2) The overall design, planning of functional space and choice of soft furnishings are not well coordinated.
3) You need to keep applying leave and having the hassle of managing so many different groups of contract workers.
4) You don't change your old habits.
We once finished a kitchen and when I visited the house after it's done, I really felt sad. Because we were only asked to do the kitchen, we had no hand in helping out with the planning and proposal stages. Our work only started after all the other contract workers had left. We had no control over the other workers' work nor helped in the colour coordination. The owners had spent RM70,000 and I felt they were not getting their money's worth. I'm not talking about them being cheated of their hard earned cash by slimey contractors. Sure, they had gotten some lower-paid workers but who were not able to give them advice on what colours to purchase for tiles, what paints for walls, and the current trends. The result was they had wrongly chosen some glossy China tiles with hues of pink/orange and mocha concrete surface for kitchen and of all colours - lilac for foyer entrance. And all these colours were matched with pale mint green for the walls. Of course I didn't tell them they had made a big mistake! Chee Hoong and I have a policy that unless we can help to make a difference and there is still time to do so, only then it's appropriate to voice out. When it's already too late, we choose to keep the peace
and not make people unhappy.
It was because of too many instances like this that we have the vision and passion to help people plan for whole house renovations instead of just concentrating on kitchen cabinets and wardrobes like we did a few years ago. We were unable to help our customers back then because our work only commenced at the end-stage.
I have always emphasized that colours can make a world of difference. That's the first thing we see when we enter a room! After this only comes quality. Why do I put quality ranked after colours? Because one is first attracted to the colours…only when one is sufficiently settled down will one pay closer attention to the workmanship.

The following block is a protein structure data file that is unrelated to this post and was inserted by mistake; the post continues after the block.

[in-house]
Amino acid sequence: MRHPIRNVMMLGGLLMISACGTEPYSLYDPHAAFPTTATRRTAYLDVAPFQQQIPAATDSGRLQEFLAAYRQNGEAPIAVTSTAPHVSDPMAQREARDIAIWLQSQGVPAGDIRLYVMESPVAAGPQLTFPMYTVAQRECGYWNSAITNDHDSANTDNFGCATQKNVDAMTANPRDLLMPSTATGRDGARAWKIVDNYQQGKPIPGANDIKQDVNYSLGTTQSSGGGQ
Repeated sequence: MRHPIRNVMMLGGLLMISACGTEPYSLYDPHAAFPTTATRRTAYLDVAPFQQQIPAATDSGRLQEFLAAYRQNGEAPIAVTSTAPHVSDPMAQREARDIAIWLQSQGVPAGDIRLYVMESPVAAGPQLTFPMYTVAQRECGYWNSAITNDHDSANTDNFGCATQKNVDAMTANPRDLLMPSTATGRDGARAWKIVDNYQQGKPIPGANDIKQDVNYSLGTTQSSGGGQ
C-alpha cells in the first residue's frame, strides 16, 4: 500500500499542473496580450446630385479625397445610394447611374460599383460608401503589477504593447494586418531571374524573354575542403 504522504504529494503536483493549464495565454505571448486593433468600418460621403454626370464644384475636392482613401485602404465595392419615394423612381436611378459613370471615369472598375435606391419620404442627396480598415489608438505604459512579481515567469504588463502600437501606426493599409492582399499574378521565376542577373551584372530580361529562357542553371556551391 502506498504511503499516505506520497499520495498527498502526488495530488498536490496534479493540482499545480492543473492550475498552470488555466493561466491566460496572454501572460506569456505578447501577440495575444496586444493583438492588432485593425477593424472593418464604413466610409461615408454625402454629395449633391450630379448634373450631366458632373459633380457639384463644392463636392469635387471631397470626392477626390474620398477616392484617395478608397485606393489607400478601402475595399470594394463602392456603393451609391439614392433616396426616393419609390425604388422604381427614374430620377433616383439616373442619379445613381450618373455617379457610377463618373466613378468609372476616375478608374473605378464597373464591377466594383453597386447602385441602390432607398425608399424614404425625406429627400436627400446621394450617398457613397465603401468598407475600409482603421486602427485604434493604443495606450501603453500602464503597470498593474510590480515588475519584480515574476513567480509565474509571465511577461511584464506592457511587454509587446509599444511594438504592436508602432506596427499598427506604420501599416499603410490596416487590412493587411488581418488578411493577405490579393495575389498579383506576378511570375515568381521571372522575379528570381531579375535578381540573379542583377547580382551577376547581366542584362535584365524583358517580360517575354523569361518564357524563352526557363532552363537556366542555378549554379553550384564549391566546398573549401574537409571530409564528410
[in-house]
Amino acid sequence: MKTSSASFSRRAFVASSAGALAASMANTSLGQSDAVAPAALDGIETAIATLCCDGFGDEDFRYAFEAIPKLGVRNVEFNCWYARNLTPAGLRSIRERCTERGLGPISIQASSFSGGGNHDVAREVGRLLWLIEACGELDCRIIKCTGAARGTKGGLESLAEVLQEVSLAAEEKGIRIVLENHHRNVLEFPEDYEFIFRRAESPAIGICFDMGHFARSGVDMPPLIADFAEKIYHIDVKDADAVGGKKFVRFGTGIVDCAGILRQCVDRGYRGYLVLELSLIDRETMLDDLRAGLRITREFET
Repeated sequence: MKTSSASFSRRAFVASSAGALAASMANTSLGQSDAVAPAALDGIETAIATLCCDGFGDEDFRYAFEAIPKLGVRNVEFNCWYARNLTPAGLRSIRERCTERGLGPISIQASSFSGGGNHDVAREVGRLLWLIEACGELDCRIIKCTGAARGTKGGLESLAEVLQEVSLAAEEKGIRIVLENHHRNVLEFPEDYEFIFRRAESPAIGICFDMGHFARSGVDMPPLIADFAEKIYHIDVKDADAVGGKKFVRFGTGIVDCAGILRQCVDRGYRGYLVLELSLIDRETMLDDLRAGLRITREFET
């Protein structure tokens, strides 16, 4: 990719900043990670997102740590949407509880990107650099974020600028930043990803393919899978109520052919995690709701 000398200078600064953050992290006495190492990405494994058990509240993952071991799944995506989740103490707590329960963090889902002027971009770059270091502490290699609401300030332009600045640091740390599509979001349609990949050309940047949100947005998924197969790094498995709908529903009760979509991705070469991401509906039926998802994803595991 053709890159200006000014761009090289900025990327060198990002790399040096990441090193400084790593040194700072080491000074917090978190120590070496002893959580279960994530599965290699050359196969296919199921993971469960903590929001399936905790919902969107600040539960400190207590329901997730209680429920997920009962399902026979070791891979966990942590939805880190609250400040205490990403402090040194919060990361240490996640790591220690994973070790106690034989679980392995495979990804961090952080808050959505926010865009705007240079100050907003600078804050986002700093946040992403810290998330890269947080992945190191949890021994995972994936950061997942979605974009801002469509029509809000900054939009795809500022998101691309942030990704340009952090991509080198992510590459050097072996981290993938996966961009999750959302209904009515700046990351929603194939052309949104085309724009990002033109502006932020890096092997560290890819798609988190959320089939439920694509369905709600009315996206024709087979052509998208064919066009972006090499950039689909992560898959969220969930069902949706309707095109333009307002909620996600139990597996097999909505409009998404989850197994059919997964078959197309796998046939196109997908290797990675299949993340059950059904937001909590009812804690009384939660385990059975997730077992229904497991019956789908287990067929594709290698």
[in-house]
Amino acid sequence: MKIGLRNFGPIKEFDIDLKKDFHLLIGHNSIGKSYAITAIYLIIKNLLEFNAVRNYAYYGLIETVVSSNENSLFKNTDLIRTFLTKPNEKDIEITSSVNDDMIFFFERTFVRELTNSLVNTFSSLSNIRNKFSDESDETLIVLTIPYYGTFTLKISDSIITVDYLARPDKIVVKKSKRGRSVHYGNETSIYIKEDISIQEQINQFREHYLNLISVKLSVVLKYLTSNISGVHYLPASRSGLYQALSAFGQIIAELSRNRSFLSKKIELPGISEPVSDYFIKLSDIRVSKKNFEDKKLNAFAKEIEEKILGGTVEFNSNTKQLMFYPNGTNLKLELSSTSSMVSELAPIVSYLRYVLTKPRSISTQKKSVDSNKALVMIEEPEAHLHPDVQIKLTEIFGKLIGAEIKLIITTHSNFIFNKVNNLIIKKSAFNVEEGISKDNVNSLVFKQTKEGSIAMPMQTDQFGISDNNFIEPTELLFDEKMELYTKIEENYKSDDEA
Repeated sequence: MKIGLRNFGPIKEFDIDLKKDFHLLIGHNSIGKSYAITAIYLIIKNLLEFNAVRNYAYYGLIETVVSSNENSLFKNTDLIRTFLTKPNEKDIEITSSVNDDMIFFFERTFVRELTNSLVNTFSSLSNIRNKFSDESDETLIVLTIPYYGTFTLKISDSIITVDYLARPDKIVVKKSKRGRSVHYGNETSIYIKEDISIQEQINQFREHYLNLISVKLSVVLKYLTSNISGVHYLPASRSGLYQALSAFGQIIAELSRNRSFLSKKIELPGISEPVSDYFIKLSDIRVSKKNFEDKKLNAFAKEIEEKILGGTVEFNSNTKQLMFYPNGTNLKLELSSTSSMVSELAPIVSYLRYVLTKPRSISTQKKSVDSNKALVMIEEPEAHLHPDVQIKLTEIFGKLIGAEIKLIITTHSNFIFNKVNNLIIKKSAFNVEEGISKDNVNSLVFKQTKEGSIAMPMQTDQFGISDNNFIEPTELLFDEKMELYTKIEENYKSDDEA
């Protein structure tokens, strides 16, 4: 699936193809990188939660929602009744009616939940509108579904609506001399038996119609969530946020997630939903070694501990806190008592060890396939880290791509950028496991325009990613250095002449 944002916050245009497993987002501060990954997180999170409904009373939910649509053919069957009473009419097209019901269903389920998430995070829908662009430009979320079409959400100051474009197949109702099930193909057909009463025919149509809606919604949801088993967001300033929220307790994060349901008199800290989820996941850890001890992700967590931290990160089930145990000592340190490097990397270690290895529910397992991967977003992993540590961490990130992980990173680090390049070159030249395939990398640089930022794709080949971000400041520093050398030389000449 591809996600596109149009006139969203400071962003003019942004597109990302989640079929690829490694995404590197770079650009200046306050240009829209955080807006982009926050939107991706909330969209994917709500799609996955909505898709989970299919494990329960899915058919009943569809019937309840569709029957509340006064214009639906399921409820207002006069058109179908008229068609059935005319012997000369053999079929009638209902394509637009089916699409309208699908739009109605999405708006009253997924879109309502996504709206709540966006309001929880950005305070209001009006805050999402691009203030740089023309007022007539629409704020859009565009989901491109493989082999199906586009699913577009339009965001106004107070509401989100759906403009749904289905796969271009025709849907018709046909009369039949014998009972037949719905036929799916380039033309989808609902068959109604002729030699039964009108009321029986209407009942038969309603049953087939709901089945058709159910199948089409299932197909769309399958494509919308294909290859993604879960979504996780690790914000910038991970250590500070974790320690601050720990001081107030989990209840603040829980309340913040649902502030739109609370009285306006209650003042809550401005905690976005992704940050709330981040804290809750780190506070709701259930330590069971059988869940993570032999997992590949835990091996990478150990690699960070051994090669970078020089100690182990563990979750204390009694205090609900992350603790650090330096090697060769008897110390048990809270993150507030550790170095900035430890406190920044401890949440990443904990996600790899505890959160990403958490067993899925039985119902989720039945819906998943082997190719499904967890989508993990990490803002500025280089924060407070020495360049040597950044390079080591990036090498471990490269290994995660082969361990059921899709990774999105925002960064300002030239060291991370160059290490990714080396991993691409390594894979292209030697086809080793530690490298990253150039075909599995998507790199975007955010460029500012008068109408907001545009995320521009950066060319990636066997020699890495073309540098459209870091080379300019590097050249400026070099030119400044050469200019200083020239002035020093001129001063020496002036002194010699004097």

I'm speaking this from our own earlier experience. During our initial years concentrating just on cabinetry work, I realise that however much effort I put into the woodwork…even if our carpenters had done their best, all our efforts cannot contribute to making the home nicer if the houseowner chooses to paint the surrounding in a non-harmonious colour, or chooses wrong coloured tiles or simply not knowing good housekeeping habits (this I will talk about later).
Co-ordination of form and function
Most people only renovate house 2 or 3 times in a life-time. Because of this lack of experience, there is a higher chance of missing out on something in terms of functional planning,
or lack of experience in co-ordinating concept and colours, or not organizing the work in its most ideal sequence.
Another limition is space. In urban living, every inch of space is a premium. The design then has to make creative use of whatever little space there is.
Another common mistake is to use too much of the same material in the same room. To some people, renovation means building cabinet shelving , building divider panels, building the tv cabinets back-panels, etc. All these call for usage of wood, wood and more wood. The overall look would be more balanced if combined with creative usage of natural stones, glass, fabric or wall paper.
Managing different groups of contract workers.
Before you decide to go ahead and manage the whole renovation process the DIY way, find out how long it takes to finish the whole scope of work. You will definitely save some money if you manage independent groups of workers yourself, but...
Will you have the time ? Especially if the project spreads out to over a month?
Will your accumulated leave days be enough?
Do you know that dealing with so many workers mean delays or absenteeism, which means you'll need to provide extra days into your supervision time?